by Staff Writers
Houston TX (SPX) May 28, 2017
If you took all the DNA (deoxyribonucleic acid) in your body and strung it end-to-end, it would reach all the way to Pluto and back. The Twins Study, looking at the effects of space on the human body at the genetic level by studying identical twins Scott Kelly and Mark Kelly, investigates far more than DNA and has generated a vast amount of data.
It includes researching proteins, metabolites, gut microbes, telomeres, RNA (ribonucleic acid), epigenomes and how all the various molecules interact in the human body. Research investigators recently met in Houston to discuss the volumes of data and their initial findings to collaborate on a path forward.
John Charles, Ph.D., chief scientist for NASA's Human Research Program and head of the Twins Study, said, "We completed the final data collections so the purpose of this meeting was to inform each other of those findings, learn from each other and look for synergies to prepare for a summary paper."
Preliminary findings were discussed in January at the Human Research Program's annual Investigators' Workshop in Galveston. This latest investigators meeting was to discuss the integrated findings.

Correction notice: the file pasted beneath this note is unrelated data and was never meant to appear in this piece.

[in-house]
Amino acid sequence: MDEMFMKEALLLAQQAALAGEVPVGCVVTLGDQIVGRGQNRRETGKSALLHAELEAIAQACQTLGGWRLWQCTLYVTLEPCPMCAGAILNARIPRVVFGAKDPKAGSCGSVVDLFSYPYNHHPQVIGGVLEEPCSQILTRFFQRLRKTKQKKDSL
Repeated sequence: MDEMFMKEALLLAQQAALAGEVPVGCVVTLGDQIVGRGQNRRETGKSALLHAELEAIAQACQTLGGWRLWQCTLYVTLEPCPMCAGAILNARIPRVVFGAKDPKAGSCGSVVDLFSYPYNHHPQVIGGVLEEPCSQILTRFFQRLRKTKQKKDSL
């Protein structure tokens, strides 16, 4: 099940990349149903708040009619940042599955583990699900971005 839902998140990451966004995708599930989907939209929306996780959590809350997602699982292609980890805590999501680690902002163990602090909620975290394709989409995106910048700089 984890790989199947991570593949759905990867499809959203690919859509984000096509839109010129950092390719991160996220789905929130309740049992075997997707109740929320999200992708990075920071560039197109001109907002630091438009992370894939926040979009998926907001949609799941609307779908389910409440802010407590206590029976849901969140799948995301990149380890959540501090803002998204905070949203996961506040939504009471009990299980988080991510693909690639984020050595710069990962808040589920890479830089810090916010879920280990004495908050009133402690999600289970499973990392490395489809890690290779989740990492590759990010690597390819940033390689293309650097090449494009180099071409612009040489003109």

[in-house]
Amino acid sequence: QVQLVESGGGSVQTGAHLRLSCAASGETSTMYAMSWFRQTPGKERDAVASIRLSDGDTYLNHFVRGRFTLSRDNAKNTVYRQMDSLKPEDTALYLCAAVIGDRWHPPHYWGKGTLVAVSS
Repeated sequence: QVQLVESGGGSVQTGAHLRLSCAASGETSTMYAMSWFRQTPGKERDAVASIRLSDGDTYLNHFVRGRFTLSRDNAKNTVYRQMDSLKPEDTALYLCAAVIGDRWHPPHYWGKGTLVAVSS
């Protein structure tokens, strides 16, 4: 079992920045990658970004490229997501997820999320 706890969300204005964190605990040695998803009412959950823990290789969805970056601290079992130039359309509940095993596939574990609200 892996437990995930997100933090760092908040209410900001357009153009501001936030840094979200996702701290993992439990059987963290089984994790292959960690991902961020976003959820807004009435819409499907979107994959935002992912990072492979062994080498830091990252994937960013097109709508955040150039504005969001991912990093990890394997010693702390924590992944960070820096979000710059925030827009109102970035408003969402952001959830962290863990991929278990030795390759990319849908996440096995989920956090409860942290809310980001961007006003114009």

Integration helps identify correlations and confirm preliminary findings or modify those findings with new insights.
When the integrated data is ready, the summary of results will likely be published in early 2018. After that, individual investigators will publish theme papers with more detailed findings of the various investigations.
The Twins Study is the first study of its kind to conduct full multi-omics profiles on identical twin astronauts. Comparing nearly identical genes enables researchers to focus on the space stressors and other changes that may be taking place in the body.
Many researchers combine as many as two to three types of data, but this study is one that is collecting many different types of big data and an immense amount of information.
These findings, from sifting through the data for these investigations, aim to help NASA take its next big leap for a human journey to Mars.
Miami (AFP) May 24, 2017
Freeze-dried mouse sperm that spent nine months in space has been used to produce healthy rodent offspring back on Earth, Japanese researchers said this week. But could the same hold true for humans? And if conception were even possible in space, would babies born in zero gravity develop differently than their Earth-bound counterparts? As NASA and other global space agencies work furious ... read more
Human Research Program
Space Medicine Technology and Systems
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